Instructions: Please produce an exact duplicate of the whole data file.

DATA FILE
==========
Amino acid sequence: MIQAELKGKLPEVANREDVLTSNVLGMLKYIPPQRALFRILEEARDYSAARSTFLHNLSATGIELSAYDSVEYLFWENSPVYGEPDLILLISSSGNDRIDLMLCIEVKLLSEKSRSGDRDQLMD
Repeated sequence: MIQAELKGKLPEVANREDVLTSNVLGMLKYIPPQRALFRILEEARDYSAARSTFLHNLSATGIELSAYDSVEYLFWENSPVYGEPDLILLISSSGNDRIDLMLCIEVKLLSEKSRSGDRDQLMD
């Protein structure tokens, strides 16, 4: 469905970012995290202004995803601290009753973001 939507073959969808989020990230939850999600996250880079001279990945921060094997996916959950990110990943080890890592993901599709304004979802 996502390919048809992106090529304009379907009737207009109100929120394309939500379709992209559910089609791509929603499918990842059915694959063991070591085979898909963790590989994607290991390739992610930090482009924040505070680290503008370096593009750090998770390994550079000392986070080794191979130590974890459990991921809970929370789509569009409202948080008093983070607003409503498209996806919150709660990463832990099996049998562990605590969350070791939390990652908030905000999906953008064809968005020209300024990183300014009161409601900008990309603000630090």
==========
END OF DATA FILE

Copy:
Amino acid sequence: MIQAELKGKLPEVANREDVLTSNVLGMLKYIPPQRALFRILEEARDYSAARSTFLHNLSATGIELSAYDSVEYLFWENSPVYGEPDLILLISSSGNDRIDLMLCIEVKLLSEKSRSGDRDQLMD
Repeated sequence: MIQAELKGKLPEVANREDVLTSNVLGMLKYIPPQRALFRILEEARDYSAARSTFLHNLSATGIELSAYDSVEYLFWENSPVYGEPDLILLISSSGNDRIDLMLCIEVKLLSEKSRSGDRDQLMD
């Protein structure tokens, strides 16, 4: 469905970012995290202004995803601290009753973001 939507073959969808989020990230939850999600996250880079001279990945921060094997996916959950990110990943080890890592993901599709304004979802 996502390919048809992106090529304009379907009737207009109100929120394309939500379709992209559910089609791509929603499918990842059915694959063991070591085979898909963790590989994607290991390739992610930090482009924040505070680290503008370096593009750090998770390994550079000392986070080794191979130590974890459990991921809970929370789509569009409202948080008093983070607003409503498209996806919150709660990463832990099996049998562990605590969350070791939390990652908030905000999906953008064809968005020209300024990183300014009161409601900008990309603000630090």